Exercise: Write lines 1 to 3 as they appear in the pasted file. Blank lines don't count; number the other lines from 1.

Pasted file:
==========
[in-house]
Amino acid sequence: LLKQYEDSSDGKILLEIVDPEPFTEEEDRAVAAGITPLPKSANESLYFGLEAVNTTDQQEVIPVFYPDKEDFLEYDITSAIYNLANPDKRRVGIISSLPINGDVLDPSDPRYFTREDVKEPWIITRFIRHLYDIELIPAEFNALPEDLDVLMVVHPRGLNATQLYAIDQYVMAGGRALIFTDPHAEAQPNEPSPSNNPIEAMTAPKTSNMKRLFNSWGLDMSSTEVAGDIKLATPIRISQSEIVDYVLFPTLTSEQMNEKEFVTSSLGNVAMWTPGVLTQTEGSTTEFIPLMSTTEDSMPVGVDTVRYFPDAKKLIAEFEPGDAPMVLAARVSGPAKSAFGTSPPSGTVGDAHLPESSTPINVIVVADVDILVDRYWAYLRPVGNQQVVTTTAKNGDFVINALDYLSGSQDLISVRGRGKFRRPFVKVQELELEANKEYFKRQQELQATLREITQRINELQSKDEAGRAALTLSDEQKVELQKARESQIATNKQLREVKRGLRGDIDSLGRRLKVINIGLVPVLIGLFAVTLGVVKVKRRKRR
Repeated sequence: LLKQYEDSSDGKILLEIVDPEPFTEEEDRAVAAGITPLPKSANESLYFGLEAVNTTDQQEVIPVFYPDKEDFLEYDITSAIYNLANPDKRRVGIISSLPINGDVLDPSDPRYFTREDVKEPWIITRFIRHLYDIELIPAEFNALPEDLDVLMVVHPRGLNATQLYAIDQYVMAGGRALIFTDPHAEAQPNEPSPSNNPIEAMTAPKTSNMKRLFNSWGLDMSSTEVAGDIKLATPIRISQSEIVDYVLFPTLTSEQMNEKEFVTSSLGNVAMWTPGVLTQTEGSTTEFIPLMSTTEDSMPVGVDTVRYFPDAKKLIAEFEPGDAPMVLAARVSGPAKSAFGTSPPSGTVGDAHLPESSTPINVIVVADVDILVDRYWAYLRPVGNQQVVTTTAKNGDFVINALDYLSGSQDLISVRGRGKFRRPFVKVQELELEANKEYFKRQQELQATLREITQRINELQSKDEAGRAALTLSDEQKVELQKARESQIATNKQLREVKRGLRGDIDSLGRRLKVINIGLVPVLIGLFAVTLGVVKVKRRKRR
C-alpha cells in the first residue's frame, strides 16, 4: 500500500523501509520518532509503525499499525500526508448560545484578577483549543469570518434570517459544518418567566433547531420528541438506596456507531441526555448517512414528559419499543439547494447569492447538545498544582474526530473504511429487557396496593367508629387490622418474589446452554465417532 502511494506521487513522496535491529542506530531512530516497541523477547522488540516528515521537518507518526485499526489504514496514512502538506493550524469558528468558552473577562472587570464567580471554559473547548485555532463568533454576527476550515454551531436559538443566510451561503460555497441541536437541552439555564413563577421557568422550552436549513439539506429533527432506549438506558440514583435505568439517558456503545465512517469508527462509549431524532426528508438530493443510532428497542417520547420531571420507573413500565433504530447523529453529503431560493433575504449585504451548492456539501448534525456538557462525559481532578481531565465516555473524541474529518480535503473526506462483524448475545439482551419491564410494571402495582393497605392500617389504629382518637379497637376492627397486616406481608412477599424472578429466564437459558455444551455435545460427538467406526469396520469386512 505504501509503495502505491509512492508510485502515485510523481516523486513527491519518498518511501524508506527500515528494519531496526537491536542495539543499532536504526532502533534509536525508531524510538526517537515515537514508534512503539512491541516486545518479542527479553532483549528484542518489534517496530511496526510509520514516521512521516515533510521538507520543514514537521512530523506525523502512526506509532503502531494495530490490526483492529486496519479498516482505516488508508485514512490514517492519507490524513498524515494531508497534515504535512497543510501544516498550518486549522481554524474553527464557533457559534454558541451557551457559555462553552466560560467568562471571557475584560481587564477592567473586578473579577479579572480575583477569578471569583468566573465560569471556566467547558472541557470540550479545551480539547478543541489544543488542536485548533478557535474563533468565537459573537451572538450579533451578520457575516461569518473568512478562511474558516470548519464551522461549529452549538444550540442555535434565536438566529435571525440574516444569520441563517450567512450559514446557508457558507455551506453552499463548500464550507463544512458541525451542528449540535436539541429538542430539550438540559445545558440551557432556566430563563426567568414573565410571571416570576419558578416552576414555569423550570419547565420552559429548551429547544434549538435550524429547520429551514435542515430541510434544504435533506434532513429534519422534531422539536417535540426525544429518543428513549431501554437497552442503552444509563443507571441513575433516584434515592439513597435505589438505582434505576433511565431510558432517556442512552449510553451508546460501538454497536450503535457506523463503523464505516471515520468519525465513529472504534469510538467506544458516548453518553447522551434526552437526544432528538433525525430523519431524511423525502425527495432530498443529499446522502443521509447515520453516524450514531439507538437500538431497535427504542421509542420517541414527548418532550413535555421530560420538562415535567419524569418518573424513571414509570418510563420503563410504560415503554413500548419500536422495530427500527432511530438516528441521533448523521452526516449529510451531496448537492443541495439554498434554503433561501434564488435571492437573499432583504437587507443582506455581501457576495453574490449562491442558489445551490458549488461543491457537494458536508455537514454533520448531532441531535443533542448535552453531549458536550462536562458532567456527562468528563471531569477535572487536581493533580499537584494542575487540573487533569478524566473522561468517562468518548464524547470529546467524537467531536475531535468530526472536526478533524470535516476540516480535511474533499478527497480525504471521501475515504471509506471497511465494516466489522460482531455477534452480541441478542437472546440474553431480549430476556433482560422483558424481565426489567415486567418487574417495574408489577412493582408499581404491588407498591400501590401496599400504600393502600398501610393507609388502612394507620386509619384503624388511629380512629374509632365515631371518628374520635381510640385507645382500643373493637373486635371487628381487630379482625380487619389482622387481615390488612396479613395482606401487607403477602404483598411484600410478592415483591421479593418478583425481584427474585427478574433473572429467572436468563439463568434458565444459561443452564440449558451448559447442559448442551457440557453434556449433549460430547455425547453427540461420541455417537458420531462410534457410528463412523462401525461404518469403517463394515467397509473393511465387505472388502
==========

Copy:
[in-house]
Amino acid sequence: LLKQYEDSSDGKILLEIVDPEPFTEEEDRAVAAGITPLPKSANESLYFGLEAVNTTDQQEVIPVFYPDKEDFLEYDITSAIYNLANPDKRRVGIISSLPINGDVLDPSDPRYFTREDVKEPWIITRFIRHLYDIELIPAEFNALPEDLDVLMVVHPRGLNATQLYAIDQYVMAGGRALIFTDPHAEAQPNEPSPSNNPIEAMTAPKTSNMKRLFNSWGLDMSSTEVAGDIKLATPIRISQSEIVDYVLFPTLTSEQMNEKEFVTSSLGNVAMWTPGVLTQTEGSTTEFIPLMSTTEDSMPVGVDTVRYFPDAKKLIAEFEPGDAPMVLAARVSGPAKSAFGTSPPSGTVGDAHLPESSTPINVIVVADVDILVDRYWAYLRPVGNQQVVTTTAKNGDFVINALDYLSGSQDLISVRGRGKFRRPFVKVQELELEANKEYFKRQQELQATLREITQRINELQSKDEAGRAALTLSDEQKVELQKARESQIATNKQLREVKRGLRGDIDSLGRRLKVINIGLVPVLIGLFAVTLGVVKVKRRKRR
Repeated sequence: LLKQYEDSSDGKILLEIVDPEPFTEEEDRAVAAGITPLPKSANESLYFGLEAVNTTDQQEVIPVFYPDKEDFLEYDITSAIYNLANPDKRRVGIISSLPINGDVLDPSDPRYFTREDVKEPWIITRFIRHLYDIELIPAEFNALPEDLDVLMVVHPRGLNATQLYAIDQYVMAGGRALIFTDPHAEAQPNEPSPSNNPIEAMTAPKTSNMKRLFNSWGLDMSSTEVAGDIKLATPIRISQSEIVDYVLFPTLTSEQMNEKEFVTSSLGNVAMWTPGVLTQTEGSTTEFIPLMSTTEDSMPVGVDTVRYFPDAKKLIAEFEPGDAPMVLAARVSGPAKSAFGTSPPSGTVGDAHLPESSTPINVIVVADVDILVDRYWAYLRPVGNQQVVTTTAKNGDFVINALDYLSGSQDLISVRGRGKFRRPFVKVQELELEANKEYFKRQQELQATLREITQRINELQSKDEAGRAALTLSDEQKVELQKARESQIATNKQLREVKRGLRGDIDSLGRRLKVINIGLVPVLIGLFAVTLGVVKVKRRKRR